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Case Presentation.pptx

  1. 1. CASES STUDY IN CORPORATE FINANCE Submitted to: Dr. Wasif Present by: Mr. Adnan Khan Program: MS Management Sciences Session: 2022-24 Riphah International University, QIE, Lahore
  2. 2. TOPIC: Journal of Economics and Business • Corporate social responsibility and CEO compensation revisited: Do disaggregation, market stress, gender matter?
  3. 3. A B S T R A C T • In this paper we examine the relation between corporate social responsibility (CSR) and CEO compensation. Both CSR and CEO compensation are disaggregated into various sub-components. We also consider impact of the market crisis and the relevance of gender. Our results show that there is a negative relation between total compensation and socially responsible firms. However, disaggregation of CSR into its components matters. Dimensions of CSR that are relevant are employee relations, environment and diversity. Our results also show that the financial crisis and gender matter: once they are accounted for interactively in the model, the general relation between CSR and compensation weakens.
  4. 4. Definition of CSR and CEO Compensation What Is Corporate Social Responsibility (CSR)? • Corporate social responsibility (CSR) is a self-regulating business model that helps a company be socially accountable to itself, its stakeholders, and the public. By practicing corporate social responsibility, also called corporate citizenship, companies can be conscious of the kind of impact they are having on all aspects of society, including economic, social, and environmental. • To engage in CSR means that, in the ordinary course of business, a company is operating in ways that enhance society and the environment instead of contributing negatively to them. What Is CEO Compensation? • It's hard to read the business news without coming across reports about the salaries, bonuses, and stock option packages awarded to chief executives of publicly traded companies. Making sense of the numbers to assess how companies are paying their top brass is not easy. Investors must ensure that executive compensation is working in their favor.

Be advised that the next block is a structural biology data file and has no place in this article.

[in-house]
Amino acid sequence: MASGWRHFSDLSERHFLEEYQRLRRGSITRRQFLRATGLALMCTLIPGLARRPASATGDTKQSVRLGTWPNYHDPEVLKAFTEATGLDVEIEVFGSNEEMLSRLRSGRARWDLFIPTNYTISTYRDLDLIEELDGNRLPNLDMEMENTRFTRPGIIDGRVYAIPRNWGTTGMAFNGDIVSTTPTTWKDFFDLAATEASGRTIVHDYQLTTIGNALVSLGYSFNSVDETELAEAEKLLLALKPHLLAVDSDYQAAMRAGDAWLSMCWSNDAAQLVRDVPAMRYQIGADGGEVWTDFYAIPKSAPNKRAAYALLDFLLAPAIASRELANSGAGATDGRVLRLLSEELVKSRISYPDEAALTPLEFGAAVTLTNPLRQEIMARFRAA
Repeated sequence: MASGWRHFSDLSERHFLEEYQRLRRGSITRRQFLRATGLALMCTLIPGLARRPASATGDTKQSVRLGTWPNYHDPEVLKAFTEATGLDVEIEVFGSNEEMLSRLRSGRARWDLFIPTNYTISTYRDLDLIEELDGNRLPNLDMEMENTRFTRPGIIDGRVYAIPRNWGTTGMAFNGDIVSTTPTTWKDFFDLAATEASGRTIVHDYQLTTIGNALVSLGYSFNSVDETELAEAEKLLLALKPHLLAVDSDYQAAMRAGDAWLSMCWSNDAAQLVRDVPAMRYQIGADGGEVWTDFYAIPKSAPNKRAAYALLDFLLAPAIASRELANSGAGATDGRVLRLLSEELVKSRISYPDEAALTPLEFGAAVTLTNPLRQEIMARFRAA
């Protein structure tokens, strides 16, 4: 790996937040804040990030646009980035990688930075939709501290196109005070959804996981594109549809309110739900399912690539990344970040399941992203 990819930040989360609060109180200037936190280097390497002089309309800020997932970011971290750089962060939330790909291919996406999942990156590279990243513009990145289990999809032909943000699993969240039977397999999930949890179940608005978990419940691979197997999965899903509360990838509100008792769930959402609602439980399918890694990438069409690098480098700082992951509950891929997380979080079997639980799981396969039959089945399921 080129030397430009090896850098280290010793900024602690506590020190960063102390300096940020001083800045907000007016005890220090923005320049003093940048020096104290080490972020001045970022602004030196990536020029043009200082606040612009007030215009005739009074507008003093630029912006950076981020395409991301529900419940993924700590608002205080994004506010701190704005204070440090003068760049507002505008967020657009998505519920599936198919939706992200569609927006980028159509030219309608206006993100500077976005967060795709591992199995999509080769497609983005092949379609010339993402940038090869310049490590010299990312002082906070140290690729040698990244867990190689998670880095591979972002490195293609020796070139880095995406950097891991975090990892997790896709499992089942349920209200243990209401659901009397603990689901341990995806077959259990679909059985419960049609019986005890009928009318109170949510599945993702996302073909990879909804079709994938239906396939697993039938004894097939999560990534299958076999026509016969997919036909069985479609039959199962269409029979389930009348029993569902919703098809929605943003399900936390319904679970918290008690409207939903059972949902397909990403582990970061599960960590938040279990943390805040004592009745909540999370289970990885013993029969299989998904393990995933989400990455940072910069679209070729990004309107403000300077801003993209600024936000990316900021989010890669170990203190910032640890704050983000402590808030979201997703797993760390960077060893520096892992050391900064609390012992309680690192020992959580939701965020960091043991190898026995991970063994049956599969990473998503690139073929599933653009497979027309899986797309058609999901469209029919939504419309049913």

5. 5. Introduction • In this paper we examine the link between corporate social responsibility (CSR) and CEO compensation. CSR is measured using the rating system from Kinder, Lindenberg, and Domini (KLD) Research and Analytics database. It looks at whether firms are rated based on their environmental activities, community involvement, product qualities, employee relations and diversity policies. CEO compensation is divided into various components: • Salary, Bonus Cash and long-term compensation. The relation between CSR and CEO compensation has been examined in the prior literature (see for example Cai, Jo, & Pan, 2011). The main contribution lies in the consideration of the impact of the recent financial crisis. Such a decomposition of the key variables allows a more in-depth analysis of the identified relations.
  6. 6. Introduction (Cont.) • CSR is associated with investments in negative net present value projects that destroy shareholders' value. Under the second view, managers may over-invest in CSR that transfer wealth from shareholders to other stakeholders (such as community, regulators and employees) This is because managers have incentives to use CSR investment to build their personal reputations. • But these investments may reduce shareholders’ value in at least three ways. First, managers’ career concerns might make them focus excessively on short-term profit and distort their investment decisions, such as myopic CSR investment (Narayanan, 1985) and overinvestment (Holmstrom and Costa, 1986). For example, managers often overinvest in CSR for private rent-seeking benefits to secure their personal reputations in the community, enhance their personal status with stakeholders,
  7. 7. Introduction (Cont.) • It is important to distinguish normal CSR and abnormal CSR for at least two reasons. First, Larcker (2003) argues that although firms continuously strive to optimize their corporate financial policies, it is plausible that firm policies and managerial decisions deviate from the optimal levels
  8. 8. 2. Data and research design  Sample formation: • We obtain CSR data from the Kinder, Lydenberg and Domini (KLD) Database. We drop the following observations in the screening procedures to obtain our sample:(1) observations with CEO turnover during the year; (2) observations in which the current CEO has served the company for strictly less than two consecutive years; (3) firms in the regulated industries (SIC code 4900–4999) or in the financial industry (SIC code 6000–6999); and (4) observations with zero CEO compensation in the year. Table 1 describes the sample distribution over years.
  9. 9. 3. Results • 3.1. Descriptive statistics • presents the descriptive statistics. Mean(median) CEO total compensations $5.552($3.329) million. Mean CSR is 0.280. On average, the sample firms are profitable with a mean return on assets (ROA) of 0. 106. Mean board independence (BDINDEP) is 68%. Mean percentage of common stock owned by the board of directors (BDOWN) is 4%. • Mean percentage of common stock owned by the institutional shareholders is 63%